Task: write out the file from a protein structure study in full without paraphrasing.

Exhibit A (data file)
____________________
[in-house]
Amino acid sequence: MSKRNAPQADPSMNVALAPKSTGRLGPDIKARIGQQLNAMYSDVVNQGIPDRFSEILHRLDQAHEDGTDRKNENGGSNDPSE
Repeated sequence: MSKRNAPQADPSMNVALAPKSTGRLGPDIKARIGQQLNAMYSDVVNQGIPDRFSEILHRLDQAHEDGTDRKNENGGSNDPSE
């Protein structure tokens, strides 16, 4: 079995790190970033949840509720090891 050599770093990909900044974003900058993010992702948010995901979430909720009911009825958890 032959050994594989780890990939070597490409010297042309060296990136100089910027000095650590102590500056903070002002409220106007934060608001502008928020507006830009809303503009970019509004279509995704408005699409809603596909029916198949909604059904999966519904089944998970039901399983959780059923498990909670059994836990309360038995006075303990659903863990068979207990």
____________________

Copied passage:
[in-house]
Amino acid sequence: MSKRNAPQADPSMNVALAPKSTGRLGPDIKARIGQQLNAMYSDVVNQGIPDRFSEILHRLDQAHEDGTDRKNENGGSNDPSE
Repeated sequence: MSKRNAPQADPSMNVALAPKSTGRLGPDIKARIGQQLNAMYSDVVNQGIPDRFSEILHRLDQAHEDGTDRKNENGGSNDPSE
């Protein structure tokens, strides 16, 4: 079995790190970033949840509720090891 050599770093990909900044974003900058993010992702948010995901979430909720009911009825958890 032959050994594989780890990939070597490409010297042309060296990136100089910027000095650590102590500056903070002002409220106007934060608001502008928020507006830009809303503009970019509004279509995704408005699409809603596909029916198949909604059904999966519904089944998970039901399983959780059923498990909670059994836990309360038995006075303990659903863990068979207990």